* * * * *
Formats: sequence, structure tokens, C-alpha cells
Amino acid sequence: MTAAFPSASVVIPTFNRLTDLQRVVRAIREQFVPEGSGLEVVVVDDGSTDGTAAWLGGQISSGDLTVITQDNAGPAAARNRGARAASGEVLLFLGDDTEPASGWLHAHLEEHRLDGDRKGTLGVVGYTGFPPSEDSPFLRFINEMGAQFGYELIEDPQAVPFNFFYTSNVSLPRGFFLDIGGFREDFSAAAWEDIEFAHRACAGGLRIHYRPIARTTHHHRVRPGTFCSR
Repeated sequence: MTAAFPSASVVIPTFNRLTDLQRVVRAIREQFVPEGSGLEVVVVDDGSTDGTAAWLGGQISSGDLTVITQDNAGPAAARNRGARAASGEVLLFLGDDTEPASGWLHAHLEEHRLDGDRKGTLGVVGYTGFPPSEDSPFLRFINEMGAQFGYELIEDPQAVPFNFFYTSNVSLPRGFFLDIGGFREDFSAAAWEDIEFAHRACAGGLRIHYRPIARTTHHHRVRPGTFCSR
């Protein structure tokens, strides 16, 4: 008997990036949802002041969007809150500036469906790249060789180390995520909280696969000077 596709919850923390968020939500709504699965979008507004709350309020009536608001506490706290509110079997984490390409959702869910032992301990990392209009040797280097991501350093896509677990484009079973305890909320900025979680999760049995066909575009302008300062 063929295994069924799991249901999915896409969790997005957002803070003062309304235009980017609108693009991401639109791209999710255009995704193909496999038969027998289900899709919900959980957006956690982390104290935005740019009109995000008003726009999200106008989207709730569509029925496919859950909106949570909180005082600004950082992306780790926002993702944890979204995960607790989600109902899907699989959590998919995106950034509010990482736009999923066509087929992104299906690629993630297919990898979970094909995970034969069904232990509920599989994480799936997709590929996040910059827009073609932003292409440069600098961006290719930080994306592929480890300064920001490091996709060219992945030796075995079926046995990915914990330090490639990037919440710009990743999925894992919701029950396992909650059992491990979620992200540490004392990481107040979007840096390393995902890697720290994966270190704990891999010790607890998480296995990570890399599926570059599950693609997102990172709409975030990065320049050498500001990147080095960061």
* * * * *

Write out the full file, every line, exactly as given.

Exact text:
Formats: sequence, structure tokens, C-alpha cells
Amino acid sequence: MTAAFPSASVVIPTFNRLTDLQRVVRAIREQFVPEGSGLEVVVVDDGSTDGTAAWLGGQISSGDLTVITQDNAGPAAARNRGARAASGEVLLFLGDDTEPASGWLHAHLEEHRLDGDRKGTLGVVGYTGFPPSEDSPFLRFINEMGAQFGYELIEDPQAVPFNFFYTSNVSLPRGFFLDIGGFREDFSAAAWEDIEFAHRACAGGLRIHYRPIARTTHHHRVRPGTFCSR
Repeated sequence: MTAAFPSASVVIPTFNRLTDLQRVVRAIREQFVPEGSGLEVVVVDDGSTDGTAAWLGGQISSGDLTVITQDNAGPAAARNRGARAASGEVLLFLGDDTEPASGWLHAHLEEHRLDGDRKGTLGVVGYTGFPPSEDSPFLRFINEMGAQFGYELIEDPQAVPFNFFYTSNVSLPRGFFLDIGGFREDFSAAAWEDIEFAHRACAGGLRIHYRPIARTTHHHRVRPGTFCSR
């Protein structure tokens, strides 16, 4: 008997990036949802002041969007809150500036469906790249060789180390995520909280696969000077 596709919850923390968020939500709504699965979008507004709350309020009536608001506490706290509110079997984490390409959702869910032992301990990392209009040797280097991501350093896509677990484009079973305890909320900025979680999760049995066909575009302008300062 063929295994069924799991249901999915896409969790997005957002803070003062309304235009980017609108693009991401639109791209999710255009995704193909496999038969027998289900899709919900959980957006956690982390104290935005740019009109995000008003726009999200106008989207709730569509029925496919859950909106949570909180005082600004950082992306780790926002993702944890979204995960607790989600109902899907699989959590998919995106950034509010990482736009999923066509087929992104299906690629993630297919990898979970094909995970034969069904232990509920599989994480799936997709590929996040910059827009073609932003292409440069600098961006290719930080994306592929480890300064920001490091996709060219992945030796075995079926046995990915914990330090490639990037919440710009990743999925894992919701029950396992909650059992491990979620992200540490004392990481107040979007840096390393995902890697720290994966270190704990891999010790607890998480296995990570890399599926570059599950693609997102990172709409975030990065320049050498500001990147080095960061």